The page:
said, that the most painful thing in any discussion that arose was, that whenever Ireland was mentioned, it led to angry altercation. He wished that the time had arrived when all subjects of the State would feel they had but one country. If there were any part of the empire in which injuries were especially felt by England, Ireland was that part. As to postponing the Irish to the Scotch Bill, where was the offence to Ireland? None, no more than it was an offence to Scotland not to have a Call on the Bill for that country. The hon. Member was not to blame for the postponement of the Call, but five or six postponements made it highly inconvenient. He should vote for the Amendment if it were pressed to a division; at the same time, if it were to be considered an offence to the feelings of the people of Ireland, he should regret such an occurrence.

Mr. Sheil

contended, that the postponements of the Order for the Call of the House were not at all attributable to the hon. and learned member for Kerry, but to the measures of Government. The Irish Members had hitherto given a persevering and undivided attention, and they had a right to expect the same from others when the affairs of that country were under consideration.

Mr. Henry Grattan

said, the Irish Members had been instructed by their constituents to press upon the Imperial Parliament the condition of their country, and the necessity for an additional number of Representatives for that part of the empire. He therefore hoped, whether there was to be a Call of the House or not, the English Members would make a point of attending when the Irish Reform Bill was before the House, that they might fulfil their obligations, and that they would all consider themselves as Members for one common country.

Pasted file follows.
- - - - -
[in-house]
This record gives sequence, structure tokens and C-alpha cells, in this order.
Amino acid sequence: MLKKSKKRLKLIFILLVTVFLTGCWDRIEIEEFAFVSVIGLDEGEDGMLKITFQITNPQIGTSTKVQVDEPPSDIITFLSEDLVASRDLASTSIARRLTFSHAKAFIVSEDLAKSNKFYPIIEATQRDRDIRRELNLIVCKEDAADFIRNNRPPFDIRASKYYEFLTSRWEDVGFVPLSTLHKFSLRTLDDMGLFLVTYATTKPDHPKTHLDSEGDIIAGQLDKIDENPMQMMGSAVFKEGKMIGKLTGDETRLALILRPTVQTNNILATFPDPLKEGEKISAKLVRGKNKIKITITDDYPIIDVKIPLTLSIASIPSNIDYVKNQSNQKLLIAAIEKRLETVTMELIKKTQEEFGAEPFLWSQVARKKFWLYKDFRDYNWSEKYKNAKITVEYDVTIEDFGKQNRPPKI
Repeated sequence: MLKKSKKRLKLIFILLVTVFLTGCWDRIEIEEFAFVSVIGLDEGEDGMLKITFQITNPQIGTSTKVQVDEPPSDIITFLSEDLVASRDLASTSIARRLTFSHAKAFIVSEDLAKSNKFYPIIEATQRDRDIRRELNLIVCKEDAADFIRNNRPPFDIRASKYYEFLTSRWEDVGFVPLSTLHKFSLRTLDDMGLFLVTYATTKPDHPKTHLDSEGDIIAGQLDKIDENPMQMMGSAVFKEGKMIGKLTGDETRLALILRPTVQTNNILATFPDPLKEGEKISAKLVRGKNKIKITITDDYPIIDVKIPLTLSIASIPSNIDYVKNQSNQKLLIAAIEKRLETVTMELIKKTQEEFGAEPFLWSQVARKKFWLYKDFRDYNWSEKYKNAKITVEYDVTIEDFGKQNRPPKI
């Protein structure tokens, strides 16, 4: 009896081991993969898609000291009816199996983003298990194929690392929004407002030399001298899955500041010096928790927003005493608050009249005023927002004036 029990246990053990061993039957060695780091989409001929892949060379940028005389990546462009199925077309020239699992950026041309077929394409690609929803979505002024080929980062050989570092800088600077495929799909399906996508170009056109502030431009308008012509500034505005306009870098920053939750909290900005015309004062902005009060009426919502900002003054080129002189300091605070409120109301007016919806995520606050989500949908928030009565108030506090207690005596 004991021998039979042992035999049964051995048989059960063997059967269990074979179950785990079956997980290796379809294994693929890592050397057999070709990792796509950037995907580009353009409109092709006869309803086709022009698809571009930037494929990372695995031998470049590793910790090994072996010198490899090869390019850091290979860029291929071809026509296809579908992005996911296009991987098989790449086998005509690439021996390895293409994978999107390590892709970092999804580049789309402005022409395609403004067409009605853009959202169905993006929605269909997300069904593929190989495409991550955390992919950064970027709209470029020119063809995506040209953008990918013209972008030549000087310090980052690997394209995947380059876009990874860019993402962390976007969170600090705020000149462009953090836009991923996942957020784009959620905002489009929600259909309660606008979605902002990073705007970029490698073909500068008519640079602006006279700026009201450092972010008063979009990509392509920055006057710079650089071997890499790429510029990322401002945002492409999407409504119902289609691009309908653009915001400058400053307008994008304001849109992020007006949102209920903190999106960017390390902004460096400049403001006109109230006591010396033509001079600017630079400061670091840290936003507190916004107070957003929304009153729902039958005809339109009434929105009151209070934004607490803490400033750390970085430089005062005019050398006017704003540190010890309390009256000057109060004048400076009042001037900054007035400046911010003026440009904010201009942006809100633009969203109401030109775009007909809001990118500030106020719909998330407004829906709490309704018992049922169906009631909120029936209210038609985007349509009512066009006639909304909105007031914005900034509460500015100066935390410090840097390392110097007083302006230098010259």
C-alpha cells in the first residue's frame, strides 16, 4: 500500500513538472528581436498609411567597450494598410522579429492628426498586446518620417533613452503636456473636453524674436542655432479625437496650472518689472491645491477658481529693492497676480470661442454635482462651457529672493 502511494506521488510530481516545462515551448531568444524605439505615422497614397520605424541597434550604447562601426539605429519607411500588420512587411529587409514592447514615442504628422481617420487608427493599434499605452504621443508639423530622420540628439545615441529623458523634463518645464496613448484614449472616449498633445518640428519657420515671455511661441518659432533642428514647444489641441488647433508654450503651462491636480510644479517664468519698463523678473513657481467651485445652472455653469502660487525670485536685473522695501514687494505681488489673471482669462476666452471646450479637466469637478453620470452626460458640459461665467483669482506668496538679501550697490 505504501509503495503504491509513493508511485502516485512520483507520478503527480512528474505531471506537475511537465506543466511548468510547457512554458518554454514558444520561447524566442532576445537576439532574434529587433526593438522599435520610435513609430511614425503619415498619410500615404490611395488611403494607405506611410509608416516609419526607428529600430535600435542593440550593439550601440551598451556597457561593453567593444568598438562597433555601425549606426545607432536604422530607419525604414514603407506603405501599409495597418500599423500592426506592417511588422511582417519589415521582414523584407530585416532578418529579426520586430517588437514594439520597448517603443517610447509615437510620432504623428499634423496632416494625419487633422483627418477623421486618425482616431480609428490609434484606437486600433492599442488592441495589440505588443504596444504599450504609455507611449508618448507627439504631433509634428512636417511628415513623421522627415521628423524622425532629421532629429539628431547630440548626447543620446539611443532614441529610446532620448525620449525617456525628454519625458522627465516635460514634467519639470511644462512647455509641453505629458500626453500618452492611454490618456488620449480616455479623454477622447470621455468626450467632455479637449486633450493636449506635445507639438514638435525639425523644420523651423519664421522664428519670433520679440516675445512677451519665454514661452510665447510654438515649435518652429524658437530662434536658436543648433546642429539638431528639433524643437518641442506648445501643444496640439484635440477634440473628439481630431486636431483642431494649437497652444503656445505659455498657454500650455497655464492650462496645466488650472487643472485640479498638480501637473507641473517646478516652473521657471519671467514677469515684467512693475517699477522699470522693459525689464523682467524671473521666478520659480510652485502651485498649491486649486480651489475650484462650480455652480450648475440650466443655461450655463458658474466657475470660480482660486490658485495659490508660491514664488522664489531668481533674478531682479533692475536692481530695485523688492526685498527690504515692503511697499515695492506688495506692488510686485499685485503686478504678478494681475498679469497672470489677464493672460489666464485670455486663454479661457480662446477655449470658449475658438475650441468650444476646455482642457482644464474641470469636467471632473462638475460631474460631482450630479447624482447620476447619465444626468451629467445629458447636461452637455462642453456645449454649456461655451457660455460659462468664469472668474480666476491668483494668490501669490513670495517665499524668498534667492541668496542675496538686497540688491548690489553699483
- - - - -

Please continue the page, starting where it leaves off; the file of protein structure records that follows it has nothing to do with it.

Sir Charles Forbes

said, he should support the motion of the hon. member for Kerry, for he at all times desired to see a full attendance of Members; but, with regard to the precedence of the Scotch Reform Bill, he should insist upon the right of Scotland to stand next to England, and would not allow any thing that the hon. and learned Member could say, to convince him that Ireland ought to be thrust in between two countries that stood in such direct juxta-position. The Irish, therefore, had no reason to be dissatisfied.